This State Is "Going to Get Worse" as Hospitals Reach Capacity, Doctor Says

While COVID cases surge, experts worry as states start to run out of hospital beds again.

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Coronavirus case numbers need to be kept low in states so they don't overwhelm hospital systems, which is the scary scene that was painted in New York during the beginning of the pandemic. There were not enough hospital beds, workers, or protective equipment to adequately care for the large number of people who were infected at once, and that resulted in many deaths. Unfortunately, as coronavirus numbers spike again in states across the country—with some reaching the same numbers New York had at their peak—it's a scene doctors are worried we could see again. As one doctor in Arizona warned, the situation in the state is "only going to get worse" as hospitals have started to reach capacity.

"I'm trying not to be an alarmist. I'm an emergency physician–we're prepped for this," Murtaza Akhter, MD, an emergency physician in Arizona told CNN on July 8. "But we can't just build beds overnight. We can't just hire staff overnight. And like I said, our numbers are only increasing. It's only going to get worse and that's the scary part."

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As coronavirus case numbers for the state surpassed 100,000 this week, Arizona only had 10 percent of ICU beds available on July 6, according to the state health department—the same day it reached its highest daily death toll of 117. Akhter told CNN that so many patients are coming in for emergency medical care that he's already having to make hard decisions over resources. In fact, Arizona recently released a Crisis Standards of Care (CSC) that outlines scoring patients to see who will get COVID-19 care when they're admitted to a hospital. This guideline allows scarce resources to be preserved for patients considered more likely to survive, while those not deemed fit may be denied life-saving healthcare.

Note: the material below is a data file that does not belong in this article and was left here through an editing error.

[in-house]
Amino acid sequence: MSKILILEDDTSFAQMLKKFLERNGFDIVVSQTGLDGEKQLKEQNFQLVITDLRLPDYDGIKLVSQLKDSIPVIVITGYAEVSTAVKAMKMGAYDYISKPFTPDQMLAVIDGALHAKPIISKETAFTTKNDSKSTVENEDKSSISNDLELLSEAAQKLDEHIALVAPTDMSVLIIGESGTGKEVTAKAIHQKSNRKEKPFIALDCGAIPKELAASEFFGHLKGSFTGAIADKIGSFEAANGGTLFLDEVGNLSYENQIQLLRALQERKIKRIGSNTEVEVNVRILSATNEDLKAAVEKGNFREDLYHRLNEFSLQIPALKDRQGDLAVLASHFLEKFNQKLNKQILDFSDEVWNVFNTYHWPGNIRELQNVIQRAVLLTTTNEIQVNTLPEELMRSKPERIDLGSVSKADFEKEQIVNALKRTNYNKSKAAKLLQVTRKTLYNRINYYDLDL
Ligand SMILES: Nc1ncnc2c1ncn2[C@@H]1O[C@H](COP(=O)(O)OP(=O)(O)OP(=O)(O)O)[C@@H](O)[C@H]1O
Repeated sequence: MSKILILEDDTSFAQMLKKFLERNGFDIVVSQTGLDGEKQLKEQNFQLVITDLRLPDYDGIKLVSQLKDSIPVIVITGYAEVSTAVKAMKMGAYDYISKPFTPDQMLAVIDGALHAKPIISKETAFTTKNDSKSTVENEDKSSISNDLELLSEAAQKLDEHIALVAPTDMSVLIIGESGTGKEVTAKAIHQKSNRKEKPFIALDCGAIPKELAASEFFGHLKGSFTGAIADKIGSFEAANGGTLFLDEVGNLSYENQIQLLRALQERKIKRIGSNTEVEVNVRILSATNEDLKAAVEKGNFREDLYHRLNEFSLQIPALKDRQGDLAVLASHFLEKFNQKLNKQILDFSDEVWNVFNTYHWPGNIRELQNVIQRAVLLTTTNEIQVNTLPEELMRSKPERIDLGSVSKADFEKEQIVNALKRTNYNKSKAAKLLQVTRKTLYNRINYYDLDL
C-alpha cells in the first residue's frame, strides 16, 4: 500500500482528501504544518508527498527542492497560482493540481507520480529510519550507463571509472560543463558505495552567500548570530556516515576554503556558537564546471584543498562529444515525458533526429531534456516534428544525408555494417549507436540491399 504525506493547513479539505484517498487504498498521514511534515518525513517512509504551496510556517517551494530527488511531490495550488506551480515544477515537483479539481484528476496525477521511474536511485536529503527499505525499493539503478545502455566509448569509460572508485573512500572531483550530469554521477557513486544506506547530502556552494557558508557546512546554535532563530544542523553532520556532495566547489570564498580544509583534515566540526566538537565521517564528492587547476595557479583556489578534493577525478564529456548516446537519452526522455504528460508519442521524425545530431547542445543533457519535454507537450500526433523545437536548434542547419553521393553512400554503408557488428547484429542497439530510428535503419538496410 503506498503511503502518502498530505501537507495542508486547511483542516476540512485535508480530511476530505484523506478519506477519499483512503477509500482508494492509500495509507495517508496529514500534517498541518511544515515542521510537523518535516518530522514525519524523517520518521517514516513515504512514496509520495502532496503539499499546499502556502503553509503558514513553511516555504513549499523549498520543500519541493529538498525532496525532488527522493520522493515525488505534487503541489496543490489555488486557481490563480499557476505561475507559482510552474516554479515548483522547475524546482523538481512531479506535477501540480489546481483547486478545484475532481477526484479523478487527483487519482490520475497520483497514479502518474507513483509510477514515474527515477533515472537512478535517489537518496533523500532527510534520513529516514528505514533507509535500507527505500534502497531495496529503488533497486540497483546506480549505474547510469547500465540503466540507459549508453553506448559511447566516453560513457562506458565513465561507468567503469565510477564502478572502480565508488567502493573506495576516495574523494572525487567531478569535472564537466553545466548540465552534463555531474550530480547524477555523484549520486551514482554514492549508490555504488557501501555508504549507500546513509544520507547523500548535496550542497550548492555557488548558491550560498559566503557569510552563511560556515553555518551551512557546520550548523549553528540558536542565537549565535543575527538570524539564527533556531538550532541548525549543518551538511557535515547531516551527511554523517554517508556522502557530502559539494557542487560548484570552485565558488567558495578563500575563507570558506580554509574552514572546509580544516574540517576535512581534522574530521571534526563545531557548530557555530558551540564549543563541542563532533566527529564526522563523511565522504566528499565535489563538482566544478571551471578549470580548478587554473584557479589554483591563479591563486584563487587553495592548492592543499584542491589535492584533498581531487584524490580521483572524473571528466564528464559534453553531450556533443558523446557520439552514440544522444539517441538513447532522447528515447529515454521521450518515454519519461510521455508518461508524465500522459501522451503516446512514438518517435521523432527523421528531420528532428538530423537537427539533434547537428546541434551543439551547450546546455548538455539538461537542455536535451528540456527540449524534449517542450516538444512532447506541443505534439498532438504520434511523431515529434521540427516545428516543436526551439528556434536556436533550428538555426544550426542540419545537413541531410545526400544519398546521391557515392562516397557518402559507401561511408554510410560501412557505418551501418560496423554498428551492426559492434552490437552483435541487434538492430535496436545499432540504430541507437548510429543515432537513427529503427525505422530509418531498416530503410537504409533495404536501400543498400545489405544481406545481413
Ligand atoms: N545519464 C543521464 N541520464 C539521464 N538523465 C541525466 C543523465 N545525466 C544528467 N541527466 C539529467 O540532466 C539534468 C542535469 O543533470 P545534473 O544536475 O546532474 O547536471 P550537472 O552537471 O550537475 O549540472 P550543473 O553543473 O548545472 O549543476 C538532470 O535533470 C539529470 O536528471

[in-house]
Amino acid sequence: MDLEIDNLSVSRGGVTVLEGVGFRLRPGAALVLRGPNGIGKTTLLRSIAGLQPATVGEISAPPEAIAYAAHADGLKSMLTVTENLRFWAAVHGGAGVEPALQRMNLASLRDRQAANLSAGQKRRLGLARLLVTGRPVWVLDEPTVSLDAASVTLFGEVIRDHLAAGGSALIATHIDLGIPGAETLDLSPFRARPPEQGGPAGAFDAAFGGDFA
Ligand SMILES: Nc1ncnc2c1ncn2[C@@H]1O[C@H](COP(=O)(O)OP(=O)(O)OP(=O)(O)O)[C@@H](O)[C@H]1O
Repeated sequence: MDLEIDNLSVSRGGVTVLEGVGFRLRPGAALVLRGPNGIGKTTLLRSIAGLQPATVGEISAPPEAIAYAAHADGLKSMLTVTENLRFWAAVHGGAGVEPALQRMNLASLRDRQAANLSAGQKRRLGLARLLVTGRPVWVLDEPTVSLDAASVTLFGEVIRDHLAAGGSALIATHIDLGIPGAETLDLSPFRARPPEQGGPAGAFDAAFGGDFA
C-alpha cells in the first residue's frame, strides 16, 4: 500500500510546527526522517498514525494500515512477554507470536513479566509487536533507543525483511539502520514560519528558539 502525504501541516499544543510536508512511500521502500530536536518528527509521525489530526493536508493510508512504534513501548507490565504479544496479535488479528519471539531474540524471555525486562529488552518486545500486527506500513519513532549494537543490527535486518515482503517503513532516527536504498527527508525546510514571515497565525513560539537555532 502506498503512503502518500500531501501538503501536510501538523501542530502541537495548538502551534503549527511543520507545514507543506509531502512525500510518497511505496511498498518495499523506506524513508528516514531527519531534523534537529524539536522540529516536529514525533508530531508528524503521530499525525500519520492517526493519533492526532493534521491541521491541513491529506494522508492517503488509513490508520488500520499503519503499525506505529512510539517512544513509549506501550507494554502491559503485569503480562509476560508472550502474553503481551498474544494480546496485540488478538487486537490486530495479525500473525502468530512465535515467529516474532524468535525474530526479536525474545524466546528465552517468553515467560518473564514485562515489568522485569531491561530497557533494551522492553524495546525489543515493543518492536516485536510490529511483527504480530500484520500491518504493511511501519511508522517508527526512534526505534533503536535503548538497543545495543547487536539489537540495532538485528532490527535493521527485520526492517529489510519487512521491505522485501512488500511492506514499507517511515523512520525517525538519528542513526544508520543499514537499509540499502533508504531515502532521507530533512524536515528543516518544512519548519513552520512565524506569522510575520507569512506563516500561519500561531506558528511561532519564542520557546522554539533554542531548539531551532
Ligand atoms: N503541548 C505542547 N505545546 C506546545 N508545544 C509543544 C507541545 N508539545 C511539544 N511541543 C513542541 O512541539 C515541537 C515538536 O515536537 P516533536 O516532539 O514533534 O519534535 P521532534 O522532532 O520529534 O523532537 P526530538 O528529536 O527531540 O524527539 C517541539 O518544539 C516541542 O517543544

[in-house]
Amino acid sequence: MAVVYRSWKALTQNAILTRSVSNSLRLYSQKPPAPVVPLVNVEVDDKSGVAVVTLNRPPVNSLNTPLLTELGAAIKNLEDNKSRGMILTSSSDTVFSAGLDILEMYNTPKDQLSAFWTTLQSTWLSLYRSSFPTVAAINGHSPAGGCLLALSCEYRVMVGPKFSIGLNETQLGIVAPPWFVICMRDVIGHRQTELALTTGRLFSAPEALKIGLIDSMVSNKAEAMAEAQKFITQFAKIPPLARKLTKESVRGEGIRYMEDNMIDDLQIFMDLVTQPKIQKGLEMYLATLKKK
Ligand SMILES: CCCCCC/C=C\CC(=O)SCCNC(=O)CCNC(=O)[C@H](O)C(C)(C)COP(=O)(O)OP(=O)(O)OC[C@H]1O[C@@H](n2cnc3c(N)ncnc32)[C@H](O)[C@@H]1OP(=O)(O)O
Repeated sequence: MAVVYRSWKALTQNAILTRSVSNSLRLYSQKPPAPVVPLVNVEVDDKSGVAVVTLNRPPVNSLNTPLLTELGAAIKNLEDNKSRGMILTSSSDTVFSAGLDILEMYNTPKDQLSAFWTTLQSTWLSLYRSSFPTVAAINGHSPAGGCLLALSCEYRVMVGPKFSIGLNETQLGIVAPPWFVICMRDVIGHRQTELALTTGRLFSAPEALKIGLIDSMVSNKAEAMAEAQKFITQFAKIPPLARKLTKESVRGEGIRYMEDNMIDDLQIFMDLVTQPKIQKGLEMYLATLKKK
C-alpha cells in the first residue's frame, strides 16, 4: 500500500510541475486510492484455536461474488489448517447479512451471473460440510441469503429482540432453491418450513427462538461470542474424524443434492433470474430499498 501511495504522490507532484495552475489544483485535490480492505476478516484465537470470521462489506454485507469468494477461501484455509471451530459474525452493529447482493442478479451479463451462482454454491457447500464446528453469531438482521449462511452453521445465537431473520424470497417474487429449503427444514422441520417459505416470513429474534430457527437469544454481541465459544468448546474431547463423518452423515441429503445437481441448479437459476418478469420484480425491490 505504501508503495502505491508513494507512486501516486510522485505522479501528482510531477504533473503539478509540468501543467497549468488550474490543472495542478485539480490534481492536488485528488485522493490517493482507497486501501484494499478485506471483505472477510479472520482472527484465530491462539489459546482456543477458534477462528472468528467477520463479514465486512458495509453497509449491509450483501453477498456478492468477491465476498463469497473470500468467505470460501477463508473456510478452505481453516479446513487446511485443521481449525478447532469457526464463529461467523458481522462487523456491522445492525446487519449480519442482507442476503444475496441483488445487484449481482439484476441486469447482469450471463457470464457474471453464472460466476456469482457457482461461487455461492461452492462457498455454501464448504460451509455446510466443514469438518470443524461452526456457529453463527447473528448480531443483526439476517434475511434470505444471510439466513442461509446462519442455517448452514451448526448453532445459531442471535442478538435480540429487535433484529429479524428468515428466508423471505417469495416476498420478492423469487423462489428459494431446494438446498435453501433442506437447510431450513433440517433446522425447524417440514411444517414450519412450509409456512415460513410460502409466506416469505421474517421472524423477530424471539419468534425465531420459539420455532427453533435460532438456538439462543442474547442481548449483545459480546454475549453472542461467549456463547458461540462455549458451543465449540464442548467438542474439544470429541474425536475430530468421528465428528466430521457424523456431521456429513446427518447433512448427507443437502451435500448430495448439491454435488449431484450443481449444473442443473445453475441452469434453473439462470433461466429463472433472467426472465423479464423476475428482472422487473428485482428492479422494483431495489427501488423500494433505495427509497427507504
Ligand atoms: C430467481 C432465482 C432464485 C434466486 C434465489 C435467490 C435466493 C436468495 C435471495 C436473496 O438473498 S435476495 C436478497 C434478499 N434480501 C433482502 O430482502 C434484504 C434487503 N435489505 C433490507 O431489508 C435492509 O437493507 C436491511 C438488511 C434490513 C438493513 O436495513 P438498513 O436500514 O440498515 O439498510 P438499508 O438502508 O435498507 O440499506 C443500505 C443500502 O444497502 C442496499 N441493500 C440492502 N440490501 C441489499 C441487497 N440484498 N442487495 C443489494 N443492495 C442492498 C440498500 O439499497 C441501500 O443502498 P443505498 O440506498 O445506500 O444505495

"Historically, our use of crisis care standards in the United States has been limited to terrorist attacks, mass shootings, battlegrounds, and aviation accidents," Christine Severance, MD, a Phoenix-based family physician, wrote in a petition to have CSC enacted by the state. "What pains us most is that this was avoidable."

tucson arizona skyline
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And while some states have paused reopening or even reverted back to lockdowns—Arizona itself has again closed bars, gyms, movie theaters, and water parks—Akhter says he is still seeing people carelessly disregard coronavirus precautions while he's busy treating masses of coronavirus patients into the emergency room, a juxtaposition he says has him "losing hope."

"I'm going through shifts making some very tough decisions and then I'm driving home and seeing people who are clearly not distancing, having their Fourth of July celebrations, being in big congregate settings, and it feels like what I'm doing is futile," Akhter said. "I don't know what more people need to hear." And for more states in danger, These Are the 2 Surprising States Where COVID Cases Are Skyrocketing.

Best Life is constantly monitoring the latest news as it relates to COVID-19 in order to keep you healthy, safe, and informed. Here are the answers to your most burning questions, the ways you can stay safe and healthy, the facts you need to know, the risks you should avoid, the myths you need to ignore,and the symptoms to be aware of. Click here for all of our COVID-19 coverage, and sign up for our newsletter to stay up to date.
Kali Coleman
Kali is an assistant editor at Best Life. Read more
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